NEW YORK – U.S. District Court Judge Lewis A. Kaplan sentenced former Adidas executive James “Jim” Gatto to nine months in prison and both former Adidas consultant Merl Code and former runner Christian Dawkins to six months in prison Tuesday in Manhattan federal court.
Five months after each defendant was found guilty on charges of conspiracy to commit wire fraud and wire fraud in the sprawling college basketball investigation, Kaplan delivered the sentences to a packed courtroom that included families of the three men.
The three-week trial ended October 24 with unanimous guilty verdicts. The proceedings were part of a larger FBI investigation into corruption in college basketball.
Prosecutors say coaches teamed up with the Adidas executive and others to trade hundreds of thousands of dollars in bribes to influence star athletes’ choice of schools, shoe sponsors, agents and even tailors.
All three men are appealing, and two of the defense attorneys, Steve Haney and Mark Moore, said after Tuesday’s hearing that the appeals process could take more than a year to reach a conclusion.
Gatto, Code and Dawkins will not serve any jail time until the appeals process is resolved.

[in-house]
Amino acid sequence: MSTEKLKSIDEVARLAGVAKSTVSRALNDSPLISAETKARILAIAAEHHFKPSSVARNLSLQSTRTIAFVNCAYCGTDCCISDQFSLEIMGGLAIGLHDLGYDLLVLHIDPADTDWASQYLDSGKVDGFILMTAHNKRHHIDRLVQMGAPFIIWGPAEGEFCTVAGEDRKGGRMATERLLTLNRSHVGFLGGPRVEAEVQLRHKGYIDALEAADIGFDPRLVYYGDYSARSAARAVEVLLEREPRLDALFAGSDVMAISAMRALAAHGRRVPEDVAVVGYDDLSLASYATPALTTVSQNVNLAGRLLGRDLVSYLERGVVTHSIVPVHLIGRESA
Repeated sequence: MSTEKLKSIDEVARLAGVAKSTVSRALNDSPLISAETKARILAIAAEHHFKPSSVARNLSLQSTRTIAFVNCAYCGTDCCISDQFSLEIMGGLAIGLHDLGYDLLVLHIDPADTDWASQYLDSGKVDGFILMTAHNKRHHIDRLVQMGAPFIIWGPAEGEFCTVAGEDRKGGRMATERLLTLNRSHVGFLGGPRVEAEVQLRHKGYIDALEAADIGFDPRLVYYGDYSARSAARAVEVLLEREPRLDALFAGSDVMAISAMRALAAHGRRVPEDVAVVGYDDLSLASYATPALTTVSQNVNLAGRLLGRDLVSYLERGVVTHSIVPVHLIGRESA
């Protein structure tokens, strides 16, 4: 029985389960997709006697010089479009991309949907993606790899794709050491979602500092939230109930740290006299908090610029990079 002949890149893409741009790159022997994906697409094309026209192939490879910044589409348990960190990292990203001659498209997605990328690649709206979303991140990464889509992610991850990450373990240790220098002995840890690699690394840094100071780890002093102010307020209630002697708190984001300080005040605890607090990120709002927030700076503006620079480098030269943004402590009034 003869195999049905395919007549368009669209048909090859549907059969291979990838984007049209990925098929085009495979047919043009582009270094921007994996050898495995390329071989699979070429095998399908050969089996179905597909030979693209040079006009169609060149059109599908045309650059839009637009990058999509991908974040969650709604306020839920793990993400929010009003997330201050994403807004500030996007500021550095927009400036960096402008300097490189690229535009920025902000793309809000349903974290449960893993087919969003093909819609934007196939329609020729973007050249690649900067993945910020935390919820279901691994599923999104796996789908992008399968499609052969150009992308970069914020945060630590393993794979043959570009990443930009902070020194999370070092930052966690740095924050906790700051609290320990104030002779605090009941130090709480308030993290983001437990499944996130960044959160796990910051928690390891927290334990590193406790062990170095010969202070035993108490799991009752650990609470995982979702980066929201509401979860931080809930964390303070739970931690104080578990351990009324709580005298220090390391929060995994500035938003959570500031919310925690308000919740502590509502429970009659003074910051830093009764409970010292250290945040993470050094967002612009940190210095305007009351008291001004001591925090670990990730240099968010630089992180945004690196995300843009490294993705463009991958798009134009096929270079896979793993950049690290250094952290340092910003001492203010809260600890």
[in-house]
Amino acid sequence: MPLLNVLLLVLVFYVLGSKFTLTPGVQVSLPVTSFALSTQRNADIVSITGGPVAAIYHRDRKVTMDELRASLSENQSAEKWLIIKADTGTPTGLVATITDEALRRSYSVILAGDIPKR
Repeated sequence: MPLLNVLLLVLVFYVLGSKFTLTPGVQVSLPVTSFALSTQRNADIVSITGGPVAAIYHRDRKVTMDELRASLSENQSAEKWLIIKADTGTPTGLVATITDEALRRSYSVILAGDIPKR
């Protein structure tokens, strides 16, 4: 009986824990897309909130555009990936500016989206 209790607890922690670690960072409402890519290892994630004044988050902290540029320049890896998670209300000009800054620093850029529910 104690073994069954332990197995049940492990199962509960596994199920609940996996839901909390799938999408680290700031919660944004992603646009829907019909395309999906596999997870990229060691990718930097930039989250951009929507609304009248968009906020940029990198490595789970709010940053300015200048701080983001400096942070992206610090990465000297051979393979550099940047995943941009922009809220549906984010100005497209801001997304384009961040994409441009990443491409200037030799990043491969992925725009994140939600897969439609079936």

The probation department had previously recommended a prison sentence of one year for Gatto and a sentence of eight months’ imprisonment for Code and Dawkins, and federal prosecutors pushed for even harsher punishments.
Code and Dawkins are scheduled to stand trial for more felony charges in April.
Former Louisville head coach Rick Pitino, former associate head coach Kenny Johnson and former assistant coach Jordan Fair were all fired by Louisville after the arrests were made in connection with the “pay-for-play” scheme, which included the three defendants paying the father of elite recruit Brian “Tugs” Bowen so the player would attend Louisville, an Adidas-sponsored school.
Pitino, Johnson and Fair weren’t charged in the case. Brian Bowen never played for Louisville.
NCAA President Mark Emmert has said an independent enforcement body to adjudicate major infractions cases could be in place by August.
Kaplan said he sympathized with the argument that the defendants were being punished when others who did similar things were not being prosecuted. Nonetheless, he said, “These defendants all knew what they were doing was wrong.”
The judge added that he wanted to send “a great big warning light to the basketball world.”
“I deeply regret my actions,” Gatto said in a shaky voice.
Dawkins referenced “social dysfunction” in college basketball and said his actions were “clouded” by a “system that takes advantage of kids.”
“I realize now more than ever none of this was worth it,” Dawkins said.
Code said he also regretted his actions but added, “Some things really got to be changed about college basketball.”
Contributing: The Associated Press